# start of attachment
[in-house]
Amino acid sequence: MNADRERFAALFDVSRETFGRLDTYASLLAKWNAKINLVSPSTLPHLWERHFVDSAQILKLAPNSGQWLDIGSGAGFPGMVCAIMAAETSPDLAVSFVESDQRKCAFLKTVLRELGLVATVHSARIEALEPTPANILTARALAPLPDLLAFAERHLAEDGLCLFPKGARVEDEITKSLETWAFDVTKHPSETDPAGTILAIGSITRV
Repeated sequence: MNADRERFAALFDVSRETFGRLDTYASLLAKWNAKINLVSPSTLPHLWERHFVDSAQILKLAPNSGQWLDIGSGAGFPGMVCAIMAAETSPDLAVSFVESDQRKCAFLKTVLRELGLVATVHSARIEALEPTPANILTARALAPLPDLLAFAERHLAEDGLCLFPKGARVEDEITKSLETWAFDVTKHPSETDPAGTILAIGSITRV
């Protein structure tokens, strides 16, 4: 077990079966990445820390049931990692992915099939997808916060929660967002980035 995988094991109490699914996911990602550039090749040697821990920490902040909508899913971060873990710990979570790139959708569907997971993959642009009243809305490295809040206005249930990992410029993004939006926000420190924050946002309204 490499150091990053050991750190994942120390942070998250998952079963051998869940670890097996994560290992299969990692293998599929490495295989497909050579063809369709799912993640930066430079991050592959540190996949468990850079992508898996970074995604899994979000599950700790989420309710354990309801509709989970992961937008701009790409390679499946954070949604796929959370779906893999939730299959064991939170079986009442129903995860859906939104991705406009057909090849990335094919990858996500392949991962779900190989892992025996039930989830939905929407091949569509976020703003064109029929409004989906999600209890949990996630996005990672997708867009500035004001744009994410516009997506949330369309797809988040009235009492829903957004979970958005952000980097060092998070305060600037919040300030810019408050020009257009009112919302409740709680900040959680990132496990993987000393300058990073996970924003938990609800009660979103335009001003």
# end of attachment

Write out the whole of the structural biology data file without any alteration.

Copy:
[in-house]
Amino acid sequence: MNADRERFAALFDVSRETFGRLDTYASLLAKWNAKINLVSPSTLPHLWERHFVDSAQILKLAPNSGQWLDIGSGAGFPGMVCAIMAAETSPDLAVSFVESDQRKCAFLKTVLRELGLVATVHSARIEALEPTPANILTARALAPLPDLLAFAERHLAEDGLCLFPKGARVEDEITKSLETWAFDVTKHPSETDPAGTILAIGSITRV
Repeated sequence: MNADRERFAALFDVSRETFGRLDTYASLLAKWNAKINLVSPSTLPHLWERHFVDSAQILKLAPNSGQWLDIGSGAGFPGMVCAIMAAETSPDLAVSFVESDQRKCAFLKTVLRELGLVATVHSARIEALEPTPANILTARALAPLPDLLAFAERHLAEDGLCLFPKGARVEDEITKSLETWAFDVTKHPSETDPAGTILAIGSITRV
């Protein structure tokens, strides 16, 4: 077990079966990445820390049931990692992915099939997808916060929660967002980035 995988094991109490699914996911990602550039090749040697821990920490902040909508899913971060873990710990979570790139959708569907997971993959642009009243809305490295809040206005249930990992410029993004939006926000420190924050946002309204 490499150091990053050991750190994942120390942070998250998952079963051998869940670890097996994560290992299969990692293998599929490495295989497909050579063809369709799912993640930066430079991050592959540190996949468990850079992508898996970074995604899994979000599950700790989420309710354990309801509709989970992961937008701009790409390679499946954070949604796929959370779906893999939730299959064991939170079986009442129903995860859906939104991705406009057909090849990335094919990858996500392949991962779900190989892992025996039930989830939905929407091949569509976020703003064109029929409004989906999600209890949990996630996005990672997708867009500035004001744009994410516009997506949330369309797809988040009235009492829903957004979970958005952000980097060092998070305060600037919040300030810019408050020009257009009112919302409740709680900040959680990132496990993987000393300058990073996970924003938990609800009660979103335009001003």